John Van Reenen reacts to the news this week that the UK has avoided economic contraction in the last quarter. Whilst Osborne may see this as cause to celebrate, there is nothing commendable about an economy that continues to stagnate. This news should not be taken as a sign to continue down the path of austerity. Rather, a policy change, starting […]

Share

The economic legacy of Margaret Thatcher is a mixed bag

John Van Reenen analyses the economic legacy of Margaret Thatcher. In the late 1970s, when the UK was behind other developed nations in terms of material wellbeing, her supply side policies spurred economic revival. There is a substantial body of evidence suggesting that a range of important policy changes initiated by her underpinned these economic gains. Nevertheless, there are many important economic and […]

Share

The uncertainty created by David Cameron’s policy on EU membership may cost the UK’s already troubled economy.

Prior to UK Prime Minister David Cameron’s speech on the country’s relationship with the EU, Michael Emerson set out several hazards that his strategy was expected to face. Revisiting these hazards after the speech, he finds them to be mostly confirmed. He argues that Cameron’s policy is badly defined, politically unmanageable, creates uncertainty for investment, and implies a difficult and clouded […]

Share

Despite rising unemployment and a lack of economic growth, Greece cannot afford to ignore the challenge of controlling inflation.

Since the beginning of the eurozone crisis, Greece has experienced a sharp fall in GDP and a large increase in unemployment. Nicholas Apergis argues that another policy challenge facing Greece is also highly significant: controlling inflation. Assessing the inflation dynamics within the country between 1981 and 2009, he outlines three dynamics important to understanding Greek inflation: inflation persistence, inflation spillovers […]

Share

The institutional foundations of the German economy explain why it handled the crisis more effectively than other European states

Germany’s economy has experienced a transition from the ‘sick man of Europe’ after unification in 1990, to becoming a relative ‘winner’ during the current economic crisis. Gregory Jackson and Arndt Sorge argue that while explanations for economic performance typically focus on macroeconomic and fiscal policies, the evolution of institutions within a state can also be highly significant. The institutional changes […]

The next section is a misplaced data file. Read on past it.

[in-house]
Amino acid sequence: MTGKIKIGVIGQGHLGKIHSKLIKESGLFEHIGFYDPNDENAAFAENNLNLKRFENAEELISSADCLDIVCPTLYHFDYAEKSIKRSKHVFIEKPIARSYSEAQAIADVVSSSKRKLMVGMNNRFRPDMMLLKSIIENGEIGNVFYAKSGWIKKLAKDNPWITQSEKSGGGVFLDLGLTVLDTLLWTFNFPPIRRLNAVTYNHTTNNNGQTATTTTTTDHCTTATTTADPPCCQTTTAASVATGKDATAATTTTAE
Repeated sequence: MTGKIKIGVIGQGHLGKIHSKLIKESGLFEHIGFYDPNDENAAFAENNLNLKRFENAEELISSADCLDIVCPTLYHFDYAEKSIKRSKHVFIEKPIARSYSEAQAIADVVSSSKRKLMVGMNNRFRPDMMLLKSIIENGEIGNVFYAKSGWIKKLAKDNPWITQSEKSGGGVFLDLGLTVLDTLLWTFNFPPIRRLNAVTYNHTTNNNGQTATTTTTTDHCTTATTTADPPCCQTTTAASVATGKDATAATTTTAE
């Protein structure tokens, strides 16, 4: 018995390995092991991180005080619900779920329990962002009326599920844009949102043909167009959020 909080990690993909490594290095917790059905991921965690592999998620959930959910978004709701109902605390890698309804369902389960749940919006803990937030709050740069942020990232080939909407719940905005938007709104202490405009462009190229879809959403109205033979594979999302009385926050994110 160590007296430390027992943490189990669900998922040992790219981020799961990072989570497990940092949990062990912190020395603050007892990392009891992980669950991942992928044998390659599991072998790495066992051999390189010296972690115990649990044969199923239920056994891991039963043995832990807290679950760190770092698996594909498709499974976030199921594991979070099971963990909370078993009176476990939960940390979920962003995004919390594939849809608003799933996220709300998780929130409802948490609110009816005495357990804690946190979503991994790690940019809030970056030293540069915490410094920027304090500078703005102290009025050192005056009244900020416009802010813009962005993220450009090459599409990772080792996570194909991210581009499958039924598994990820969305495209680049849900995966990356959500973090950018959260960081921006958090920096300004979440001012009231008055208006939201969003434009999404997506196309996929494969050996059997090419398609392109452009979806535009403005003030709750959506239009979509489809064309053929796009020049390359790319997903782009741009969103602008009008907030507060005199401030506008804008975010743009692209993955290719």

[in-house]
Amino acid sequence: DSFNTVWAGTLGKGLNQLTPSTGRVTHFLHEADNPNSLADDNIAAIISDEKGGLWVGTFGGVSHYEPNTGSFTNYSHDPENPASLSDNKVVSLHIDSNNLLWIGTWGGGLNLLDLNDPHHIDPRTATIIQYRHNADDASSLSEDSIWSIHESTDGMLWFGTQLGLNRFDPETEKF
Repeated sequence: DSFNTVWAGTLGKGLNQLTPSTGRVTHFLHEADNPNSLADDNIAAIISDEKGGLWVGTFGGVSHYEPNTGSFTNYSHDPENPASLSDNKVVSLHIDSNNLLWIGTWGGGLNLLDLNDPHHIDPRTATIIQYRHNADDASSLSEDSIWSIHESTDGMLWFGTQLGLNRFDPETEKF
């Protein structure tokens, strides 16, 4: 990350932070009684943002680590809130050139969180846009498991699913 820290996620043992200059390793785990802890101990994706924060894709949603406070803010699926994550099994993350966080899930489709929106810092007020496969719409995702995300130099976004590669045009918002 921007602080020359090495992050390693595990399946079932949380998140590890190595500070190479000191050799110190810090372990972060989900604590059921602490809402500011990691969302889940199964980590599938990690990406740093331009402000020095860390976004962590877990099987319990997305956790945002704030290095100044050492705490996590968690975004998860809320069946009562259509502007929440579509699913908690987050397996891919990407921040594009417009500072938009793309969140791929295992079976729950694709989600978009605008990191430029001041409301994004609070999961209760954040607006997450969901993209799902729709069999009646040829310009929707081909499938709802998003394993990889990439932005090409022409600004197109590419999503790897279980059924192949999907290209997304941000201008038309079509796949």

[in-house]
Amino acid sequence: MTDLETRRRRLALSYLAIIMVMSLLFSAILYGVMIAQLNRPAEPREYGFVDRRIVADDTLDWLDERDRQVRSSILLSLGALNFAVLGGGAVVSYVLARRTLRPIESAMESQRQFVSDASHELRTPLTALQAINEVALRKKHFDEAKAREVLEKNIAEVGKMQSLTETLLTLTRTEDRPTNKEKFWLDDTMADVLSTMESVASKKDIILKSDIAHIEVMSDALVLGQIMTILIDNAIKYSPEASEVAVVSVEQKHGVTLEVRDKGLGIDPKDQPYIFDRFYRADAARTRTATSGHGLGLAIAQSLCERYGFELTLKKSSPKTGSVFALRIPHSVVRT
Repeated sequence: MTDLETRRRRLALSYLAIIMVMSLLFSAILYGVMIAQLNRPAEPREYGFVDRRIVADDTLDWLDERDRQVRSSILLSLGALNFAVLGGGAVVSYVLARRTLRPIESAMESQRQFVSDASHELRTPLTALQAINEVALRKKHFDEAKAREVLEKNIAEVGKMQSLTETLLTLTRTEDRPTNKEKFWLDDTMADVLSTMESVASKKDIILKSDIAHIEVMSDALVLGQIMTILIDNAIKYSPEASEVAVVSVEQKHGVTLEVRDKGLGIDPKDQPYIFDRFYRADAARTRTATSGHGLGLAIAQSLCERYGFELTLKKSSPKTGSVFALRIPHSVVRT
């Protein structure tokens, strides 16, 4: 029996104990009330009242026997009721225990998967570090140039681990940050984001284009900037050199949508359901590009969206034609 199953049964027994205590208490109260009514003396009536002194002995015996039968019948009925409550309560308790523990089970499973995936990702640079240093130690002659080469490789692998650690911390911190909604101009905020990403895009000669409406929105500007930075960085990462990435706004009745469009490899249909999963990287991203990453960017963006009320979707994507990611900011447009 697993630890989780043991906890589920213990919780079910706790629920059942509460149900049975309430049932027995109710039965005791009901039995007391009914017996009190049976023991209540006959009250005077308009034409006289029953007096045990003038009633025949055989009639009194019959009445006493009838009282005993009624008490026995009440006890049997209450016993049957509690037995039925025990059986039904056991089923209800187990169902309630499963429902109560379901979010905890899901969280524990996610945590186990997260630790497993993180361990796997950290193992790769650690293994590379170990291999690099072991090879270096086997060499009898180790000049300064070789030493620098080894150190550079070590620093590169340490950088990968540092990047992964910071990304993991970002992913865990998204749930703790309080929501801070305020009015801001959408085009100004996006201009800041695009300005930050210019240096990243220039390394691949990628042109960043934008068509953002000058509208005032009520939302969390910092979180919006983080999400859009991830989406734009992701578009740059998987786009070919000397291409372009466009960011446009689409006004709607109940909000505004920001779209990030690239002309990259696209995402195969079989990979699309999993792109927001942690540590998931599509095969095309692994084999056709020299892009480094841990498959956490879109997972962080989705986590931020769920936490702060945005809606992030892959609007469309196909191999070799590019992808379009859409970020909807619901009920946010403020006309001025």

Share

Book Review: Migrants and their money: Surviving financial exclusion

Migrants and their Money highlights how migrants negotiate the complex financial landscape they encounter and the diverse formal and informal ways in which they manage their money in London – a city that is often considered the financial capital of the world. Howard Jones finds the book provides a very readable, informative and illuminating account of the work and lives of diverse migrant communities. […]

Share
October 14th, 2012|Book Reviews|0 Comments|

The EU’s Nobel Prize means that it must do even more to overcome its current crises, and increase its role as a force for peace and prosperity.

This morning the Nobel Prize Committee announced that they had awarded its annual peace prize to the European Union in recognition for its efforts in promoting peace and reconciliation in Europe over the past 60 years. Maurice Fraser argues that it would be a pity if the award goes down in the history books as belated recognition of a job […]

Share

Politicians in Cyprus need to move on from the ‘blame game’ for the country’s economic woes if they are to make badly needed economic reforms.

With massive amounts of non-performing loans, a high debt-GDP ratio, and rising unemployment, the Cypriot economy now faces painful but necessary measures to kick start recovery. Adonis Pegasiou argues that these badly needed reforms are being stalled by rows between the government and opposition parties who refuse to share the blame for Cyprus’ economic troubles. The greater they delay, however, […]

Share

Poland has survived the economic crisis remarkably well, but the country faces a future dilemma over adopting the euro.

Poland has recorded impressive growth figures since the beginning of the global financial crisis. Witold M.Orłowski assesses the factors behind the country’s economic success, noting that the internal strength of the economy and its relatively low exposure to troubled southern European states have provided key advantages. The main long-term threat stems from the country’s future participation in the euro.  If […]

Share

Spain is navigating through stormy economic waters, but the time for further structural reform has come.

Spain’s ten year bond yields have soared to over 7 per cent in recent months, and its banks have been bailed out by European partners. But, as Manuel Muniz and Alexandre Pérez argue, there are reasons to be hopeful about the Spanish economy. Productivity has improved, exports are climbing and debt levels are not as alarming as some figures suggest. […]

Share